Smartphone app cuts racial disparity in post-birth care
Remote monitoring of blood pressure in women who have just given birth using a smartphone app can eliminate a disparity in care between Black and White patients, according to a new clinical trial in the US.
The American College of Obstetricians and Gynaecologists recommends closely monitoring women with hypertensive disorders for the first 72 hours after they give birth, with further checks seven to 10 days after delivery.
However, there is a well-documented racial gap in achieving this objective in the US, with non-Black women twice as likely to return for an in-person blood pressure check shortly after discharge compared with Black women, according to studies.
Moreover, Black women suffer a disproportionate amount of hypertensive-related complications in the postpartum period. They are three times more likely than White women to die of preeclampsia – a condition associated with pregnancy characterised by high blood pressure and high levels of protein in urine, indicating kidney damage.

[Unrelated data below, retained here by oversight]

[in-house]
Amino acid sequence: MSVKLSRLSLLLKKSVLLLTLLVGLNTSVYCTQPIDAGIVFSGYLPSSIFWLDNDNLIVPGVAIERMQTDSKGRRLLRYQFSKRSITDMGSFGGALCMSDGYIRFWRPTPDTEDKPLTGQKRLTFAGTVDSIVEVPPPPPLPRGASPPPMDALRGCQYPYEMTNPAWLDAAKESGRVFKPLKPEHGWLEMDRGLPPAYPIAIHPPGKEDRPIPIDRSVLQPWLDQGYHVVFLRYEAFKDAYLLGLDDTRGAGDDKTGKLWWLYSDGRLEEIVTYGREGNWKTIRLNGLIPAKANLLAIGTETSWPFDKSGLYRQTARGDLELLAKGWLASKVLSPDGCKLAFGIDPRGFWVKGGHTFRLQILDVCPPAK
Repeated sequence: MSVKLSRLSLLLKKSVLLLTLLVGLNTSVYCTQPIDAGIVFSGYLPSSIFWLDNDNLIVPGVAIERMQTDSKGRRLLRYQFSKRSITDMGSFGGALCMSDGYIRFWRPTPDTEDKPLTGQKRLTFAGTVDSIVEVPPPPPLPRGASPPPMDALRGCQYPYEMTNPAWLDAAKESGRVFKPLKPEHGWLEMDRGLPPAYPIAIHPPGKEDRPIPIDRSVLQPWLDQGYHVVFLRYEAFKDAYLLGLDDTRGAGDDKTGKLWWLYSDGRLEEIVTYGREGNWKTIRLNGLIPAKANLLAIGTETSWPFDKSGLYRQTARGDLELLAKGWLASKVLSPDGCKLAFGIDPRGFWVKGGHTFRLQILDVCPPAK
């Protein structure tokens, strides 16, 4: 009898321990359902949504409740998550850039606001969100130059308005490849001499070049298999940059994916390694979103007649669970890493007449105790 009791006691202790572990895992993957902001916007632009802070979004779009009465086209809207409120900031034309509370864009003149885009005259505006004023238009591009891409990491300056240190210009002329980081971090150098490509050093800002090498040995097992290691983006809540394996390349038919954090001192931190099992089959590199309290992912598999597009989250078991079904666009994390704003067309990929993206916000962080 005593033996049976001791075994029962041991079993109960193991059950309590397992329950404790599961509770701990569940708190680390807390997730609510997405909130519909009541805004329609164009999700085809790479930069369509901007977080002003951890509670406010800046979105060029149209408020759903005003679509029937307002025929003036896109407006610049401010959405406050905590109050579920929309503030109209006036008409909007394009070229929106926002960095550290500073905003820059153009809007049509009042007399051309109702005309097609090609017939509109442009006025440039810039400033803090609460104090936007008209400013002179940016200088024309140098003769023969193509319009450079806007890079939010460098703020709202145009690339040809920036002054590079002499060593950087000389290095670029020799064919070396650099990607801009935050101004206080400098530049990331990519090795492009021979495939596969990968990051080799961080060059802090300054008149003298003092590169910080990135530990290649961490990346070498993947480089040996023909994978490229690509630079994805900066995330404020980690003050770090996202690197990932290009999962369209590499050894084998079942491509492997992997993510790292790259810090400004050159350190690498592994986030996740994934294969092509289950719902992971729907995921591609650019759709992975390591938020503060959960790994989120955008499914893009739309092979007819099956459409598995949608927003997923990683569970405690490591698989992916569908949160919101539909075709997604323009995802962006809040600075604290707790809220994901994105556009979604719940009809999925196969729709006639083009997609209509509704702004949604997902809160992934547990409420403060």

The new study involved 197 women with high blood pressure during their pregnancy or after they had given birth, who were randomised either to regular in-office follow-up or remote monitoring using a smartphone app – BabyScripts’ myBloodPressure – and Internet-connected blood pressure cuff.
The latter group self-recorded their blood pressure levels in the 10 days after being discharged, with the data captured automatically and sent to their healthcare provider.
At the end of that period, the researchers found that the app not only tackled the disparity between Black and White patients in having their blood pressure levels checked but also increased the proportion of women who met monitoring targets overall.
In the in-office group, blood pressure levels were monitored effectively in 41% of Black women and 70% of White women at the 10-day mark. With the app, effective monitoring in both groups reached the same level of 93%.
“Hypertension is a growing contributor to maternal mortality,” according to Dr Lauren Demosthenes, senior medical director of Babyscripts and a co-author of the study, which has been published in the Obstetrics & Gynecology journal.
“Pregnant women are now more likely to suffer from hypertension than their mothers, not to mention the long-term risks of cardiovascular issues,” she said.
Many women fail to attend their recommended seven- to 10-day follow-up visit, for example, due to the pressures of dealing with a new baby and a lack of support at home, and “remote monitoring can reach those mothers where they are and keep them from slipping through the cracks,” she added.